In His work of perfecting Christians, God restores, confirms, strengthens, and establishes them. The believer who matures under the mighty of God within the fires of tribulation comes through the flames full of God’s strength and resoluteness. He uses the suffering He allows to produce strength of character in the believer. Of course, for believers to truly grow in the midst of this suffering instead of becoming discouraged and resentful, they must respond to it with a Christlike attitude as God’s slaves which Peter gives us in the following passage.

5 You younger men, likewise, be subject to your elders; and all of you, clothe yourselves with humility toward one another, for GOD IS OPPOSED TO THE PROUD, BUT GIVES GRACE TO THE HUMBLE.
6 Therefore humble yourselves under the mighty hand of God, that He may exalt you at the proper time, 7 casting all your anxiety on Him, because He cares for you. 8 Be of sober spirit, be on the alert. Your adversary, the devil, prowls around like a roaring lion, seeking someone to devour. 9 But resist him, firm in your faith, knowing that the same experiences of suffering are being accomplished by your brethren who are in the world. 10 After you have suffered for a little while, the God of all grace, who called you to His eternal glory in Christ, will Himself perfect, confirm, strengthen and establish you. 11 To Him be dominion forever and ever. Amen.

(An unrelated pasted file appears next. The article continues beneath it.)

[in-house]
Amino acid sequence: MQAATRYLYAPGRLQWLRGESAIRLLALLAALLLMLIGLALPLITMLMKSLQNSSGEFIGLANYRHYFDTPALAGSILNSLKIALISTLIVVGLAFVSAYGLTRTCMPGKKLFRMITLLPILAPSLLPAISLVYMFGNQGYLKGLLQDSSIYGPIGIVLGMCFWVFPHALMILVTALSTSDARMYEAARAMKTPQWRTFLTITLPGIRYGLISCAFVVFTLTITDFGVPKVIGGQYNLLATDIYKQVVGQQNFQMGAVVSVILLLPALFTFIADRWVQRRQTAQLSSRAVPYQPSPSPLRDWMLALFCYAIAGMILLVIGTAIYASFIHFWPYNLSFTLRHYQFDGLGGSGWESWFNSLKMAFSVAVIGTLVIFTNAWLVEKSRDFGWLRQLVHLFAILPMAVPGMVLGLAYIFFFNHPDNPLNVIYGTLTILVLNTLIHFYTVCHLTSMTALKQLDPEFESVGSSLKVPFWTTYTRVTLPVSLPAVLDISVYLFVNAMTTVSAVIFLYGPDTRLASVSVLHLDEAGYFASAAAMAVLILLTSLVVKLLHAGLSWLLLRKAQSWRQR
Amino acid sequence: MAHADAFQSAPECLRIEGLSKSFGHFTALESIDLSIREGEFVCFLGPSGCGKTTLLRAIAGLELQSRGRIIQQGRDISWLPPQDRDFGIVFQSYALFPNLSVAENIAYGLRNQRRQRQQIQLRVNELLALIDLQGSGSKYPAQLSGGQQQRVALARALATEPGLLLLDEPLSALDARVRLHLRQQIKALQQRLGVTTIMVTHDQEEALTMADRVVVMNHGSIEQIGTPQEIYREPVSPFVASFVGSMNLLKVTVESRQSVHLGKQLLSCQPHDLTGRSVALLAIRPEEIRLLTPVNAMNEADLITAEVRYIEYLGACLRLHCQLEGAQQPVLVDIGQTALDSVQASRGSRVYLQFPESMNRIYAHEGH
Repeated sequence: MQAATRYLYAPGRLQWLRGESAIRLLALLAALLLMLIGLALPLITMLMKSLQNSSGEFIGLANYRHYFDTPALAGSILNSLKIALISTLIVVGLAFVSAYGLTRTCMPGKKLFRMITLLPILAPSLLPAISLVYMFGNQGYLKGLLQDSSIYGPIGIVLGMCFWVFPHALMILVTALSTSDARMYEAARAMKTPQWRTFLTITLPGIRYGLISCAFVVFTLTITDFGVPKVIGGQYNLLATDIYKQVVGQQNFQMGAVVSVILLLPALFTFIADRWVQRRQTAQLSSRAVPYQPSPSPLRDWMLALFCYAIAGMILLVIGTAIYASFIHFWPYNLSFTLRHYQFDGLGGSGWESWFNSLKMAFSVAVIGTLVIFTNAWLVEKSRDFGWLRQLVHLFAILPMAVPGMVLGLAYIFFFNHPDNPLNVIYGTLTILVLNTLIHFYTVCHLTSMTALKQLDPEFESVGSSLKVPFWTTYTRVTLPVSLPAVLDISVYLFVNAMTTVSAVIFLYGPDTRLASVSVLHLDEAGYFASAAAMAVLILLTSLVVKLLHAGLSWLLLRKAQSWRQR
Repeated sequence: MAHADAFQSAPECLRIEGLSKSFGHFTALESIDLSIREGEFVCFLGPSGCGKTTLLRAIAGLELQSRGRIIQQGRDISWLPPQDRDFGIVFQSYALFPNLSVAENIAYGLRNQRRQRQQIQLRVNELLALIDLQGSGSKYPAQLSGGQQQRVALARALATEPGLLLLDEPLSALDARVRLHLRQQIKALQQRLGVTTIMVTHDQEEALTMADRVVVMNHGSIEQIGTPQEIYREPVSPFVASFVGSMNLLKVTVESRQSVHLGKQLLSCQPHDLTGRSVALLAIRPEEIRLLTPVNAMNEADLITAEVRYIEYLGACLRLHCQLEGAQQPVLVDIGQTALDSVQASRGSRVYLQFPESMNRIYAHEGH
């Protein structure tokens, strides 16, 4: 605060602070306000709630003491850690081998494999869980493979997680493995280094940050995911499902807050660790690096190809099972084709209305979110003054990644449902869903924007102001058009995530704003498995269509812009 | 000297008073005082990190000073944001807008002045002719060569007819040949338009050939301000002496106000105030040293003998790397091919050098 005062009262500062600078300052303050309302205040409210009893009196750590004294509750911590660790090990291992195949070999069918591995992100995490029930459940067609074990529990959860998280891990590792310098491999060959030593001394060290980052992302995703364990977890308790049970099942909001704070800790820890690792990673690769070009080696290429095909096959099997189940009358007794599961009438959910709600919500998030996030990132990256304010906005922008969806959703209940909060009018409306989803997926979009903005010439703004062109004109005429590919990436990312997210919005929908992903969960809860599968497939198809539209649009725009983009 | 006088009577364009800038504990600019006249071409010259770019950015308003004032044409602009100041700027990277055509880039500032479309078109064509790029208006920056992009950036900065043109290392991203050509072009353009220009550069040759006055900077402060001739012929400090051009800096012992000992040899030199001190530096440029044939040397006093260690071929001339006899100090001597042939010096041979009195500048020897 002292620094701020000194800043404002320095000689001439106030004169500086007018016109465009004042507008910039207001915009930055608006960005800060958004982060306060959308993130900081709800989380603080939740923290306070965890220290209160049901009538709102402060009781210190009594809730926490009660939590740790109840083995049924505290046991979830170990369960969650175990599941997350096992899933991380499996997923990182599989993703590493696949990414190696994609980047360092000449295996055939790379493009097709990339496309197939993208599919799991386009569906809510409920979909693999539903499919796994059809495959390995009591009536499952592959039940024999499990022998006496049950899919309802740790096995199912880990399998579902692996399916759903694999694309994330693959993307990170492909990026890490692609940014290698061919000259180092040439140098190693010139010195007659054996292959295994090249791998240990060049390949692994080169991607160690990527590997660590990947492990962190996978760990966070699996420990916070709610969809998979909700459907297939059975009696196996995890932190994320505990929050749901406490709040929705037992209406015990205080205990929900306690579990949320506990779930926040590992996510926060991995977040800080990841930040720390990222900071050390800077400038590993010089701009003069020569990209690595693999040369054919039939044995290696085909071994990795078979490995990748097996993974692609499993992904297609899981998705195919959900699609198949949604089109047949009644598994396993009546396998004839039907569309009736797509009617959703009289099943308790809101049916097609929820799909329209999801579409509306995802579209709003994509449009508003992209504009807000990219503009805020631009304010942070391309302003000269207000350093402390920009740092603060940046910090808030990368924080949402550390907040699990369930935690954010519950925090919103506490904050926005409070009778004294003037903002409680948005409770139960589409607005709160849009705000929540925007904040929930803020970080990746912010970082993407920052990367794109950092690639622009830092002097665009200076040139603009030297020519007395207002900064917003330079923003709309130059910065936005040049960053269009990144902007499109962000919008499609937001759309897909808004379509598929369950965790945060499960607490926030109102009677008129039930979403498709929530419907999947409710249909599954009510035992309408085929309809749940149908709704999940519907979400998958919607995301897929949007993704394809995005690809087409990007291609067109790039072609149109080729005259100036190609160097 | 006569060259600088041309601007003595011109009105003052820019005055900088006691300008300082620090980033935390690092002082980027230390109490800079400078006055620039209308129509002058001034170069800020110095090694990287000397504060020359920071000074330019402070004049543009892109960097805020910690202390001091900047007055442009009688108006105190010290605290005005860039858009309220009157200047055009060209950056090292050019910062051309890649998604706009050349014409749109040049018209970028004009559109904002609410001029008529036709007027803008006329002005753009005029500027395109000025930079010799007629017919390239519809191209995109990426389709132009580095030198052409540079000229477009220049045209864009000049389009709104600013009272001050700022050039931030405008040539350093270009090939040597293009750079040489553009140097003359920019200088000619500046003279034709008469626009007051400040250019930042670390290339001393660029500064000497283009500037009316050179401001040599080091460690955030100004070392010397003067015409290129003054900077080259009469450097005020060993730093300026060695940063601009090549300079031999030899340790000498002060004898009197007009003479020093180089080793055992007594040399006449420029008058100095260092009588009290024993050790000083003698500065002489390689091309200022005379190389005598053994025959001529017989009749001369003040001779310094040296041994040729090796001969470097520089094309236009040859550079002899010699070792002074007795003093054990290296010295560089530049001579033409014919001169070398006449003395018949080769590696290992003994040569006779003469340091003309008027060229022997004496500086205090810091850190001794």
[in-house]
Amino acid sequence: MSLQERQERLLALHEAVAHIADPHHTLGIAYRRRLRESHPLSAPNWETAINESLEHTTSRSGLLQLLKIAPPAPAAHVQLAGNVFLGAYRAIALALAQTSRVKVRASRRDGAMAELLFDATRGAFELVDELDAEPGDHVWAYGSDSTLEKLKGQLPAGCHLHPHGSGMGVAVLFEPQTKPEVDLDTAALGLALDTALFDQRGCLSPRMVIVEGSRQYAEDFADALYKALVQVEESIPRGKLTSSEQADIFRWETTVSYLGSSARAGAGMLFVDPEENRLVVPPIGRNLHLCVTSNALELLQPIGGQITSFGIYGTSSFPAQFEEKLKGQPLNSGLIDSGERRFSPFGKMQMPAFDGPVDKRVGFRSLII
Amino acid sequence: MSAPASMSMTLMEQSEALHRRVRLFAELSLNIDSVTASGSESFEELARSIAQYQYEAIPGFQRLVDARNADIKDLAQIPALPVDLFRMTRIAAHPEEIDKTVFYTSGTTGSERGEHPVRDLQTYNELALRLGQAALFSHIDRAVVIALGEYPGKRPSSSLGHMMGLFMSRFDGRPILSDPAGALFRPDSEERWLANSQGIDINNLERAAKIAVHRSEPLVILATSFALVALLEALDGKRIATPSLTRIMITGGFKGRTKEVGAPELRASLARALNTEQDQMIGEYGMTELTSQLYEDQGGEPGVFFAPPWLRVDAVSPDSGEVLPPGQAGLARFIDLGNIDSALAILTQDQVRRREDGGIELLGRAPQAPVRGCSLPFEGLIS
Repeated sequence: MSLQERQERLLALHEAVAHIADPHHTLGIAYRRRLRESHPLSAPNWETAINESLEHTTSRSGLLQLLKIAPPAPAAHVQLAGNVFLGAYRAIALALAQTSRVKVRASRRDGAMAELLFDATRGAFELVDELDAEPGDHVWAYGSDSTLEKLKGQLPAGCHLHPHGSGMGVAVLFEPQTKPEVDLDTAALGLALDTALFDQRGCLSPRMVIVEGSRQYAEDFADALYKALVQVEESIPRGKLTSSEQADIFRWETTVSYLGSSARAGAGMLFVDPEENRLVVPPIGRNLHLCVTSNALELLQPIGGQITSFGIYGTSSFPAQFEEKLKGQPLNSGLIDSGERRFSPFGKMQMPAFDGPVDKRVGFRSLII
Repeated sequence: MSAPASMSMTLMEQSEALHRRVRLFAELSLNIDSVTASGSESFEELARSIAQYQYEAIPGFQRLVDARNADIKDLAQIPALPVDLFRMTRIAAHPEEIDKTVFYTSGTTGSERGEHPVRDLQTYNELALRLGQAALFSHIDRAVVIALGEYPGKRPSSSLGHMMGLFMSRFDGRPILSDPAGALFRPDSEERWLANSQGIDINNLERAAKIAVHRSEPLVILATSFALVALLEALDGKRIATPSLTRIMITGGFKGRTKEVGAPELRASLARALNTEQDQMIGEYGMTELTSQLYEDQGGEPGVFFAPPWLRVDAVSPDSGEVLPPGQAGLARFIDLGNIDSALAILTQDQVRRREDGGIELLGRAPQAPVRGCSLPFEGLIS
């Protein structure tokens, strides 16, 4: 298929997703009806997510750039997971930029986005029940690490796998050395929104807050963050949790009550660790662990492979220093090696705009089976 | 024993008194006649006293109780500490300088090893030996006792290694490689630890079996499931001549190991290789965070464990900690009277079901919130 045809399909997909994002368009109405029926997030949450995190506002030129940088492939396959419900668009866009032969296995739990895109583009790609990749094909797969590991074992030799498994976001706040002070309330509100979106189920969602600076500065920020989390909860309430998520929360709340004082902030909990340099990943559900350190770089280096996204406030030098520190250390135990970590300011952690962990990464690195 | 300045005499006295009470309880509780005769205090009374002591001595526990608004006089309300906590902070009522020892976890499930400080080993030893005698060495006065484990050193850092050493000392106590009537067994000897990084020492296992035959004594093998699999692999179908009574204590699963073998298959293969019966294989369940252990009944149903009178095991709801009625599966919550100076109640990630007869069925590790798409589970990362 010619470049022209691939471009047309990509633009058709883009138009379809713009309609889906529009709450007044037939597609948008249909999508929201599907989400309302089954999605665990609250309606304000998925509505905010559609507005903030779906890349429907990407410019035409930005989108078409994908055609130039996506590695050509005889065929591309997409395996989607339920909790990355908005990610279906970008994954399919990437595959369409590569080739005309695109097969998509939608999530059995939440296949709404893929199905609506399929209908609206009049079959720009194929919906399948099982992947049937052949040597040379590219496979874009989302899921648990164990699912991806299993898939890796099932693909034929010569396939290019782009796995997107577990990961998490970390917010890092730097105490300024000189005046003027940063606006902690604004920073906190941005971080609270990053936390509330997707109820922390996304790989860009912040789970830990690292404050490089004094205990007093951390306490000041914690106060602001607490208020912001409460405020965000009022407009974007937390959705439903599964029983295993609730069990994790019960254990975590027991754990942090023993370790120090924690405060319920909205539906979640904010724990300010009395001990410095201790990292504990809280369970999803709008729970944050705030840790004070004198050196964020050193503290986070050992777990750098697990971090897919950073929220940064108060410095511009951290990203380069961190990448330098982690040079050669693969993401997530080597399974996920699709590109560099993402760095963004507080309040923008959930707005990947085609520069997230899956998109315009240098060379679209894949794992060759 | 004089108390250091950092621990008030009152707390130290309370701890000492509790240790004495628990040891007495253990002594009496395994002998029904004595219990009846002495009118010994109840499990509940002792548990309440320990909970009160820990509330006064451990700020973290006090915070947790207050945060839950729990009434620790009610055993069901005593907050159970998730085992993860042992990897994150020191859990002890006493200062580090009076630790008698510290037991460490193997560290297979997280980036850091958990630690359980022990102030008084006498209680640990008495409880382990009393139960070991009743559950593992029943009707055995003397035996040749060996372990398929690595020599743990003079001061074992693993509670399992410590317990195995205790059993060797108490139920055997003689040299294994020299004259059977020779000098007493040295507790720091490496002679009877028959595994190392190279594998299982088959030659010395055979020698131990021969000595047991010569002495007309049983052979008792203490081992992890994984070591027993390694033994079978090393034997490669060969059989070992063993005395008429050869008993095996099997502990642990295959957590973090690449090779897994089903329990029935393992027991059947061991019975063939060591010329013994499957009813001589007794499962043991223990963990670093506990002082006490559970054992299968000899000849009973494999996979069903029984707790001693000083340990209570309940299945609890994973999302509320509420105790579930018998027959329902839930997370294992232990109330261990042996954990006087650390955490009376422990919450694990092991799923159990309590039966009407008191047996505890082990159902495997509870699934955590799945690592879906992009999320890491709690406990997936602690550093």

12 Through Silvanus, our faithful brother (for so I regard him), I have written to you briefly, exhorting and testifying that this is the true grace of God. Stand firm in it! 13 She who is in Babylon, chosen together with you, sends you greetings, and so does my son, Mark. 14 Greet one another with a kiss of love.
Peace be to you all who are in Christ. 1 Peter 5:5-14 (NASB) 

Here we read that the genuine believer who is maturing unto Christlikeness is submissive (v5), humble vv5-6), trusting (v7), sober-minded (v8), watchful (vv8-9), hopeful (v10), worshipful (v11), faithful (v12), and full of affection towards the brethren (vv13-14). As we respond in the spirit to the trouble or suffering that God is allowing in our lives we will discover the peace of God in its midst if we respond from within our daily denial of self, taking up our crosses in order to follow our Lord outside the camp.

“Let us go forth therefore unto Him without the camp.” (Hebrews 13:13 KJV)